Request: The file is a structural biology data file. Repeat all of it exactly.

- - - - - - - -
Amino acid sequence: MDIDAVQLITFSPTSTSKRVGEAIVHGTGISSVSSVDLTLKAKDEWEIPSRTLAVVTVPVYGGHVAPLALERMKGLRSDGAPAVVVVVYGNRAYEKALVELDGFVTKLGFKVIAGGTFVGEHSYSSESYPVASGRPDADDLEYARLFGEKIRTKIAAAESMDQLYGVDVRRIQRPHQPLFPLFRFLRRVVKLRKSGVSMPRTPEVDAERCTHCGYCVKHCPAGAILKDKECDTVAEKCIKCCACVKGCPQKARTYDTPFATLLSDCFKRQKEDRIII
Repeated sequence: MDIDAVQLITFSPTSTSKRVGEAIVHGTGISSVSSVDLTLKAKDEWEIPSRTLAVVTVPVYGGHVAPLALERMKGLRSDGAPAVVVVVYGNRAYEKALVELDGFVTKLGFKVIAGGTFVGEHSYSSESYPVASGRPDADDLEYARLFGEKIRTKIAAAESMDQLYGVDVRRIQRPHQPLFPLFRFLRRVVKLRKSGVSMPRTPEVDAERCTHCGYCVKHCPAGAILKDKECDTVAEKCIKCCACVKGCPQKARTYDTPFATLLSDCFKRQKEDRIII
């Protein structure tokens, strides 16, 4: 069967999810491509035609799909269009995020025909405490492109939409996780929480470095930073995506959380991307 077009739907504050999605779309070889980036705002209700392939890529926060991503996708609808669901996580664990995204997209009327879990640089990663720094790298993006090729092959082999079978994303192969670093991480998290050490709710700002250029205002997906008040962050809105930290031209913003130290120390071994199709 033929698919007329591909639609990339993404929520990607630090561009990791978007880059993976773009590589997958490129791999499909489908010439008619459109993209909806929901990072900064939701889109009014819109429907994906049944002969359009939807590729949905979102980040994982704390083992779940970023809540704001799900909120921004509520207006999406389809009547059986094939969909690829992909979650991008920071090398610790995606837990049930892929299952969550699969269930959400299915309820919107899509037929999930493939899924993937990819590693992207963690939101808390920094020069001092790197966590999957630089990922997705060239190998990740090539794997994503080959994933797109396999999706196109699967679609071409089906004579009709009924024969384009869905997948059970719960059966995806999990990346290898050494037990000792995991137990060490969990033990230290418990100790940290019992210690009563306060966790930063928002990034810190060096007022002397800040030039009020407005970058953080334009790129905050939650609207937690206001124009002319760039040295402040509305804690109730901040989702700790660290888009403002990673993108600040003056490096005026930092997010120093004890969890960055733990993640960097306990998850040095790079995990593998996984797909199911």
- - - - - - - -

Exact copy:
Amino acid sequence: MDIDAVQLITFSPTSTSKRVGEAIVHGTGISSVSSVDLTLKAKDEWEIPSRTLAVVTVPVYGGHVAPLALERMKGLRSDGAPAVVVVVYGNRAYEKALVELDGFVTKLGFKVIAGGTFVGEHSYSSESYPVASGRPDADDLEYARLFGEKIRTKIAAAESMDQLYGVDVRRIQRPHQPLFPLFRFLRRVVKLRKSGVSMPRTPEVDAERCTHCGYCVKHCPAGAILKDKECDTVAEKCIKCCACVKGCPQKARTYDTPFATLLSDCFKRQKEDRIII
Repeated sequence: MDIDAVQLITFSPTSTSKRVGEAIVHGTGISSVSSVDLTLKAKDEWEIPSRTLAVVTVPVYGGHVAPLALERMKGLRSDGAPAVVVVVYGNRAYEKALVELDGFVTKLGFKVIAGGTFVGEHSYSSESYPVASGRPDADDLEYARLFGEKIRTKIAAAESMDQLYGVDVRRIQRPHQPLFPLFRFLRRVVKLRKSGVSMPRTPEVDAERCTHCGYCVKHCPAGAILKDKECDTVAEKCIKCCACVKGCPQKARTYDTPFATLLSDCFKRQKEDRIII
């Protein structure tokens, strides 16, 4: 069967999810491509035609799909269009995020025909405490492109939409996780929480470095930073995506959380991307 077009739907504050999605779309070889980036705002209700392939890529926060991503996708609808669901996580664990995204997209009327879990640089990663720094790298993006090729092959082999079978994303192969670093991480998290050490709710700002250029205002997906008040962050809105930290031209913003130290120390071994199709 033929698919007329591909639609990339993404929520990607630090561009990791978007880059993976773009590589997958490129791999499909489908010439008619459109993209909806929901990072900064939701889109009014819109429907994906049944002969359009939807590729949905979102980040994982704390083992779940970023809540704001799900909120921004509520207006999406389809009547059986094939969909690829992909979650991008920071090398610790995606837990049930892929299952969550699969269930959400299915309820919107899509037929999930493939899924993937990819590693992207963690939101808390920094020069001092790197966590999957630089990922997705060239190998990740090539794997994503080959994933797109396999999706196109699967679609071409089906004579009709009924024969384009869905997948059970719960059966995806999990990346290898050494037990000792995991137990060490969990033990230290418990100790940290019992210690009563306060966790930063928002990034810190060096007022002397800040030039009020407005970058953080334009790129905050939650609207937690206001124009002319760039040295402040509305804690109730901040989702700790660290888009403002990673993108600040003056490096005026930092997010120093004890969890960055733990993640960097306990998850040095790079995990593998996984797909199911």